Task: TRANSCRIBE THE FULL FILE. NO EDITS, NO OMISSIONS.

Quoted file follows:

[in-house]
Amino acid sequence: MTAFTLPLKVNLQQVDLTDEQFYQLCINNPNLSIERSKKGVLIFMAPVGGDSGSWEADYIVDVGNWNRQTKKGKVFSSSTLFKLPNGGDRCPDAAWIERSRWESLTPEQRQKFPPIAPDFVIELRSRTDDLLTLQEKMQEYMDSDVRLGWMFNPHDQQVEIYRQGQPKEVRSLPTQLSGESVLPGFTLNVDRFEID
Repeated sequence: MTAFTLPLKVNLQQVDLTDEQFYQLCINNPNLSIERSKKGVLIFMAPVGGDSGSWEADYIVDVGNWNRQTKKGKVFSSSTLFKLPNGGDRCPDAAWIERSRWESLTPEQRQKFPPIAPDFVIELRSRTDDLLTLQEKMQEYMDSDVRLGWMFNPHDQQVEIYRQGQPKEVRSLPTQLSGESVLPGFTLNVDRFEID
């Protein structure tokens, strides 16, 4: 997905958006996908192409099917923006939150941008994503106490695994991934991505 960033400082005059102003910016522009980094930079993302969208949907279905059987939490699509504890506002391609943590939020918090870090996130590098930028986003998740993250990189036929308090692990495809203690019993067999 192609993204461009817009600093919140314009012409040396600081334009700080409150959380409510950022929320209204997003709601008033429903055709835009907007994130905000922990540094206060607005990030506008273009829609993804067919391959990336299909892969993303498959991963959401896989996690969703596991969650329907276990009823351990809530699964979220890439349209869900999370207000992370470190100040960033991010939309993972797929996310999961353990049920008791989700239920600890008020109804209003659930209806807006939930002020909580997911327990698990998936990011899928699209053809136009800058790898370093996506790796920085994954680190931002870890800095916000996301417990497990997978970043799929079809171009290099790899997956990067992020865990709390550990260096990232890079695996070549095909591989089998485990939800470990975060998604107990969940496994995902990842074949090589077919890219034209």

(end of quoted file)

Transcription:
[in-house]
Amino acid sequence: MTAFTLPLKVNLQQVDLTDEQFYQLCINNPNLSIERSKKGVLIFMAPVGGDSGSWEADYIVDVGNWNRQTKKGKVFSSSTLFKLPNGGDRCPDAAWIERSRWESLTPEQRQKFPPIAPDFVIELRSRTDDLLTLQEKMQEYMDSDVRLGWMFNPHDQQVEIYRQGQPKEVRSLPTQLSGESVLPGFTLNVDRFEID
Repeated sequence: MTAFTLPLKVNLQQVDLTDEQFYQLCINNPNLSIERSKKGVLIFMAPVGGDSGSWEADYIVDVGNWNRQTKKGKVFSSSTLFKLPNGGDRCPDAAWIERSRWESLTPEQRQKFPPIAPDFVIELRSRTDDLLTLQEKMQEYMDSDVRLGWMFNPHDQQVEIYRQGQPKEVRSLPTQLSGESVLPGFTLNVDRFEID
């Protein structure tokens, strides 16, 4: 997905958006996908192409099917923006939150941008994503106490695994991934991505 960033400082005059102003910016522009980094930079993302969208949907279905059987939490699509504890506002391609943590939020918090870090996130590098930028986003998740993250990189036929308090692990495809203690019993067999 192609993204461009817009600093919140314009012409040396600081334009700080409150959380409510950022929320209204997003709601008033429903055709835009907007994130905000922990540094206060607005990030506008273009829609993804067919391959990336299909892969993303498959991963959401896989996690969703596991969650329907276990009823351990809530699964979220890439349209869900999370207000992370470190100040960033991010939309993972797929996310999961353990049920008791989700239920600890008020109804209003659930209806807006939930002020909580997911327990698990998936990011899928699209053809136009800058790898370093996506790796920085994954680190931002870890800095916000996301417990497990997978970043799929079809171009290099790899997956990067992020865990709390550990260096990232890079695996070549095909591989089998485990939800470990975060998604107990969940496994995902990842074949090589077919890219034209």